Under a foreign aid deal signed in 2010, when Morsi's U.S.-friendly predecessor Hosni Mubarak was in charge, the U.S. is giving the planes to Egypt's air force, which already has more than 200 of the aircraft. The first four jets are to be delivered beginning Jan. 22, a source at the naval air base in Fort Worth, where the planes have been undergoing testing, told FoxNews.com. But the $213 million gift is raising questions on Capitol Hill as Morsi is under fire for trying to seize dictatorial powers and allegedly siccing thugs and rapists on protesters.
Florida Rep.Vern Buchanan, who recently called for ending foreign aid to Egypt altogether, said the Muslim Brotherhood-backed Morsi government has been sending increasingly troubling signals to Washington, and giving it state-of-the-art fighter jets is a dangerous idea.
“American tax dollars must not be used to aid and abet any dictatorial regime that stands with terrorists,” Buchanan said.
Rep. Mac Thornberry, (R-Texas), vice chairman of the House Armed Services Committee, told FoxNews.com Egypt is a wild card under Morsi.
“At this point, we don't know where Egypt is headed," Thornberry said. "We should be cautious about driving them away, but we should also be cautious about the arms we provide.”
Just last week, vigilante supporters of Morsi captured dozens of protesters, detaining and beating them before handing them over to police, according to human rights advocates. Morsi-backed groups have also been accused of using rape to intimidate female protesters who have gathered in Cairo's Tahrir Square to protest a Sharia-based constitution and Morsi's neutering of the nation's legal system.
The U.S. government ordered and paid for the fighter jets for Egypt's military back in 2010. But since Mubarak's ouster, the democratically elected Morsi has sent mixed signals about whether he wants an alliance with Washington, even meeting with leaders in Iran earlier this year.
“At this point, we don't know where Egypt is headed."- Rep. Mac Thornberry, (R-Texas)
"The Morsi-led Muslim Brotherhood government has not proven to be a partner for democracy as they had promised, given the recent attempted power grab," a senior Republican congressional aide told FoxNews.com.
Rep. Ileana Ros-Lehtinen, (R-Fla.), who chairs the House Committee on Foreign Affairs, recently criticized U.S. military aid to Egypt:
“The Obama administration wants to simply throw money at an Egyptian government that the president cannot even clearly state is an ally of the United States,” Rep. Ros-Lehtinen said.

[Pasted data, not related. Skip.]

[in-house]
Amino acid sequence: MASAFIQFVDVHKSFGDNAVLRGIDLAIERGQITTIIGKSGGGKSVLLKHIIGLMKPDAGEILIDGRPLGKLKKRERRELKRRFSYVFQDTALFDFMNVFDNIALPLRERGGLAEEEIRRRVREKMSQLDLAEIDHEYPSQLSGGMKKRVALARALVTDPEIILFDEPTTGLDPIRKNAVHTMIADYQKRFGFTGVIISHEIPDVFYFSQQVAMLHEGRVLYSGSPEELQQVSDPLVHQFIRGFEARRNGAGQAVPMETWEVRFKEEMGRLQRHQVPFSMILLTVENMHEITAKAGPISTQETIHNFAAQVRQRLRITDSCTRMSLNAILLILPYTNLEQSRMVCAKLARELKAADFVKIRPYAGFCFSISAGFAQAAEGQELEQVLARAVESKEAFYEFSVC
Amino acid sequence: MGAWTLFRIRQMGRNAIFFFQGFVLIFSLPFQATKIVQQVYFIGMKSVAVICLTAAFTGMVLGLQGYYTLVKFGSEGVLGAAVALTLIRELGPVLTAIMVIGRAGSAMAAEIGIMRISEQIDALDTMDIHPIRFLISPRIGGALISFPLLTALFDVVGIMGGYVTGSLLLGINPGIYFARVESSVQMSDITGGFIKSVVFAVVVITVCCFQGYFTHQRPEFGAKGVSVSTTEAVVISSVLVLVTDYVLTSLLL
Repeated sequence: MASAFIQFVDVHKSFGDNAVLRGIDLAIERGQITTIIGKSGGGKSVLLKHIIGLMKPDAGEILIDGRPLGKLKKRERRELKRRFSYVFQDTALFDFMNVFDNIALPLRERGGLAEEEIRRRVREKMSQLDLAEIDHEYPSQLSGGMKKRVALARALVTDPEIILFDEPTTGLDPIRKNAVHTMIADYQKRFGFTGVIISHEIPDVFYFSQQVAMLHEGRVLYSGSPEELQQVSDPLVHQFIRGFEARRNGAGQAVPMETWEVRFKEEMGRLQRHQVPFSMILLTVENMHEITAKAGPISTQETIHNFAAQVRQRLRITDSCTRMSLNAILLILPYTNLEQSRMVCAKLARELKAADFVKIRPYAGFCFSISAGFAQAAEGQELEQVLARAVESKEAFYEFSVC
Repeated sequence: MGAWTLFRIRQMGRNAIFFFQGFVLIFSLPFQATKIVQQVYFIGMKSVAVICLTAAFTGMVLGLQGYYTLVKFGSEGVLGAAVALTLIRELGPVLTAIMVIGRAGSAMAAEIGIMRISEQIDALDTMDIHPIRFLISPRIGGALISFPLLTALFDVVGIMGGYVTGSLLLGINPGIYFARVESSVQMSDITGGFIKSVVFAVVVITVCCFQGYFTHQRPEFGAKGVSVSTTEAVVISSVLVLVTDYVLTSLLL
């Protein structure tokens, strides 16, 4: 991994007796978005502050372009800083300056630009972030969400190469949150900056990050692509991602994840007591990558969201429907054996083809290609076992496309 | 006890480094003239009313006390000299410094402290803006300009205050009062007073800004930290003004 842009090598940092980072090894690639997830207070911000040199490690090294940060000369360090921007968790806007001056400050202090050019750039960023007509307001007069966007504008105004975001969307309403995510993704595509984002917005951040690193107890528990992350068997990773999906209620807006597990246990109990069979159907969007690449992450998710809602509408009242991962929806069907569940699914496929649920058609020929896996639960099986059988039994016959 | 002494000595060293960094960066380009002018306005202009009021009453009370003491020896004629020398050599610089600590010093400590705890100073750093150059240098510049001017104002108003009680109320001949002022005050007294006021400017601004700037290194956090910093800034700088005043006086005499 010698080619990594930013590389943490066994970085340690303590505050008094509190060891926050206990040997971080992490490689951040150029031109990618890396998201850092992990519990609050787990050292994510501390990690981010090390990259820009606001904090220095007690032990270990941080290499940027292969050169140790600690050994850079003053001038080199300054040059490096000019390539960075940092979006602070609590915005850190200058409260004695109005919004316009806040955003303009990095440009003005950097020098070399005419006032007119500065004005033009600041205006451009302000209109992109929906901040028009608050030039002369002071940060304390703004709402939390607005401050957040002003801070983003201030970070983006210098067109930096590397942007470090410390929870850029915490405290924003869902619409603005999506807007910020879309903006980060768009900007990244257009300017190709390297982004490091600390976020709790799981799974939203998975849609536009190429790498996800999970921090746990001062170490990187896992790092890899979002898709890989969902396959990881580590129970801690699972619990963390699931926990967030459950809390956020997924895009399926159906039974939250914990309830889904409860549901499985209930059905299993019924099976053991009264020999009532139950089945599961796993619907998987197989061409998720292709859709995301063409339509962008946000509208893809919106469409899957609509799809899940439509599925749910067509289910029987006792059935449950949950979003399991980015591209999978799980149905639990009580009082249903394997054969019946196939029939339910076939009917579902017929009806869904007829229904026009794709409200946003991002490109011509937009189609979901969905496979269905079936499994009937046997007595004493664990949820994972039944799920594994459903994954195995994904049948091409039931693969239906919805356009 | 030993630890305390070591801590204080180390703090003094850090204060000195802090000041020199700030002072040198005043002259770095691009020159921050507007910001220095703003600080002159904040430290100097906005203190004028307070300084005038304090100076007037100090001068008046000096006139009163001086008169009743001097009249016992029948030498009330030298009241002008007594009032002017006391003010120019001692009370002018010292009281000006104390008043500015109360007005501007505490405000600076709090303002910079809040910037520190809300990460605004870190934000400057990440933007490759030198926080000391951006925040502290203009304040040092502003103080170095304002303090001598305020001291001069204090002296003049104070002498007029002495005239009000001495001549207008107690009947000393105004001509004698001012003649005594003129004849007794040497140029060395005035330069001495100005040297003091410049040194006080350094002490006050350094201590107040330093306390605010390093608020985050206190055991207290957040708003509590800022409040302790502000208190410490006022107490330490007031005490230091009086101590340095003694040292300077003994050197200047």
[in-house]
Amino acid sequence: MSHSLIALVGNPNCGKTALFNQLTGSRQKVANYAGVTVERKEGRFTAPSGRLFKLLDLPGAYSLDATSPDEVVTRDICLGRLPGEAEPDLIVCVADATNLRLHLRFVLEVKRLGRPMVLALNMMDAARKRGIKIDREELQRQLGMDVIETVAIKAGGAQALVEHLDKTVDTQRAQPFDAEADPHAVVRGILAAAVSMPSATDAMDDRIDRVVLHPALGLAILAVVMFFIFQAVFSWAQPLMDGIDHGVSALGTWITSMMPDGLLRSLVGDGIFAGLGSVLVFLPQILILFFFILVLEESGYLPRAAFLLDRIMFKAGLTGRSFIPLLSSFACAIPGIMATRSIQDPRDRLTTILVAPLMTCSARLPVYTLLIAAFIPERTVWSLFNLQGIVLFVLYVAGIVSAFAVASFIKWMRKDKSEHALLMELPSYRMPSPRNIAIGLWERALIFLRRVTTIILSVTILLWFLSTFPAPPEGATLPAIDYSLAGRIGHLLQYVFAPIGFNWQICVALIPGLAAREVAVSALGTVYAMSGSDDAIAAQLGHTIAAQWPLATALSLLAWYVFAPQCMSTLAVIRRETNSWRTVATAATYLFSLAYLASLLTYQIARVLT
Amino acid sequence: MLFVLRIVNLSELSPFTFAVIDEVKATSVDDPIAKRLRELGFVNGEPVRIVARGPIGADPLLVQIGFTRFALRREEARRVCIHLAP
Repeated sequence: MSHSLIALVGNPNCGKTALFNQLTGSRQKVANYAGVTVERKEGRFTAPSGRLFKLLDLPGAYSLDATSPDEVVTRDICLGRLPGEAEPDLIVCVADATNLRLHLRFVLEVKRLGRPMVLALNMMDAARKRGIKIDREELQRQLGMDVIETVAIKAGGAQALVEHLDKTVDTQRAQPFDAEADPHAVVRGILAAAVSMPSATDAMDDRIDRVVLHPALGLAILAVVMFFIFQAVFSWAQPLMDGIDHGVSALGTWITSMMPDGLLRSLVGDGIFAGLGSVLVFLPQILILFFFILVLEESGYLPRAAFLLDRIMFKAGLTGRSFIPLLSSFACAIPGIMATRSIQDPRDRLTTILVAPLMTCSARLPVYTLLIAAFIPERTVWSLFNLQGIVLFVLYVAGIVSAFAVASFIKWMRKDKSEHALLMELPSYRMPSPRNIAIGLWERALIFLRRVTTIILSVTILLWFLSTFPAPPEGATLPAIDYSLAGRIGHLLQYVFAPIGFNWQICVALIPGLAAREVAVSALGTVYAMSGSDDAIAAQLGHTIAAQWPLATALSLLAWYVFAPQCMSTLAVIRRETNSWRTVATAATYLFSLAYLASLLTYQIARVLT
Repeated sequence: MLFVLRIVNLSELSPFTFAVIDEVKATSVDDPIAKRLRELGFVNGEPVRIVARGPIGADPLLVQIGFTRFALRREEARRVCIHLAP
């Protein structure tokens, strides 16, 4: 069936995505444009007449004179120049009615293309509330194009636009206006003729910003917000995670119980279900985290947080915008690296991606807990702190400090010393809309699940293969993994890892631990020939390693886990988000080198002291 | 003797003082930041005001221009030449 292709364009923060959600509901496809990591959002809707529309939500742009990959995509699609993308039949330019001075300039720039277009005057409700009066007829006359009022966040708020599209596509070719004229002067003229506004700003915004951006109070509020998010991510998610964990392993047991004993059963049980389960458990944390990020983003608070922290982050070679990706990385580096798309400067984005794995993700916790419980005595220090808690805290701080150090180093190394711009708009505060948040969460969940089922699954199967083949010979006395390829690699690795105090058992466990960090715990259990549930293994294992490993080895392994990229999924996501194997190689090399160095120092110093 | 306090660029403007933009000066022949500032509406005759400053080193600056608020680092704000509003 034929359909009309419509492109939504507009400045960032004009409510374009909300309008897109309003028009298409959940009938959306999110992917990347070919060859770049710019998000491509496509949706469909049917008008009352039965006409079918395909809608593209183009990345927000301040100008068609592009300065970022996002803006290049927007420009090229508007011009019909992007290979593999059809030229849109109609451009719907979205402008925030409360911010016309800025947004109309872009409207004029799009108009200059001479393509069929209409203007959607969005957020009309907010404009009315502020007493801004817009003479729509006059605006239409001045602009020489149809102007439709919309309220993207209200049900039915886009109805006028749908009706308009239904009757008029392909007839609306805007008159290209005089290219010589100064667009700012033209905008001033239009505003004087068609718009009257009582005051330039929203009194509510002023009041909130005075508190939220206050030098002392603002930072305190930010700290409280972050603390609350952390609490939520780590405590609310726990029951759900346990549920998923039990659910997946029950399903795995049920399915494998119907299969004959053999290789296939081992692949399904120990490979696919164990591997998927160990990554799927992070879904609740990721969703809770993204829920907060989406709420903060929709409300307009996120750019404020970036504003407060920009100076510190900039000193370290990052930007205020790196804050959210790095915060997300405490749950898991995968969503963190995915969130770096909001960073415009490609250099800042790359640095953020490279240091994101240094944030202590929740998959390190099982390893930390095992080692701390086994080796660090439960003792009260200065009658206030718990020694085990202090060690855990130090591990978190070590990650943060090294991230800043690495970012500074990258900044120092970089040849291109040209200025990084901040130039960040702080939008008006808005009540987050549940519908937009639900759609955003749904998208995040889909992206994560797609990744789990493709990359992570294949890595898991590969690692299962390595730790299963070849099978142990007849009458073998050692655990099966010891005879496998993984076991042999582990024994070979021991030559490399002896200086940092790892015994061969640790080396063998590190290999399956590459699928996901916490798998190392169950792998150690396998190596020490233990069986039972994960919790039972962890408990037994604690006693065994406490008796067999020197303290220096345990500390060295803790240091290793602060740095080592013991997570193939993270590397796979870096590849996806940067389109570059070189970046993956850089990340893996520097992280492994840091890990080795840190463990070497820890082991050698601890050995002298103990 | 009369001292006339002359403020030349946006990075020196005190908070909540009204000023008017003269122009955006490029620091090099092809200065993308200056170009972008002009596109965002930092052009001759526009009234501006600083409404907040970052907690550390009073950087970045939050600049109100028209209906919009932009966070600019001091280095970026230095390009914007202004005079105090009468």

The package had to be approved by lawmakers in Washington. While the basic F-16 has been a military workhorse for top air forces for more than 25 years, the cockpit electronics are constantly updated and the models Egypt is getting are the best defense contractor Lockheed Martin makes.
"This is a great day for Lockheed Martin and a testament to the enduring partnership and commitment we have made to the government of Egypt," said John Larson, vice president, Lockheed Martin F-16 programs. "We remain committed to providing our customer with a proven, advanced 4th Generation multirole fighter."
"In an air combat role, the F-16's maneuverability and combat radius exceed that of all potential threat fighter aircraft," the U.S. Air Force description of the plane reads.
"The F-16 can fly more than 500 miles, deliver its weapons with superior accuracy, defend itself against enemy aircraft, and return to its starting point. An all-weather capability allows it to accurately deliver ordnance during non-visual bombing conditions."
A Pentagon spokesman said the U.S. and Egypt have an important alliance that is furthered by the transfer.
"The U.S.-Egypt defense relationship has served as the cornerstone of our broader strategic partnership for over thirty years," said Lt. Col. Wesley Miller. "The delivery of the first set of F-16s in January 2013 reflects the U.S. commitment to supporting the Egyptian military's modernization efforts. Egyptian acquisition of F-16s will increase our militaries' interoperability, and enhance Egypt's capacity to contribute to regional mission sets."
But Malou Innocent, a foreign policy analyst at the Cato Institute, warned that Egypt's murky intentions could lead to the prospect of U.S. ally Israel facing an air assault from even more U.S.-made planes.
“Should an overreaction [by Egypt] spiral into a broader conflict between Egypt and Israel, such a scenario would put U.S. officials in an embarrassing position of having supplied massive amounts of military hardware … to both belligerents,” Innocent said. “Given Washington's fiscal woes, American taxpayers should no longer be Egypt’s major arms supplier.”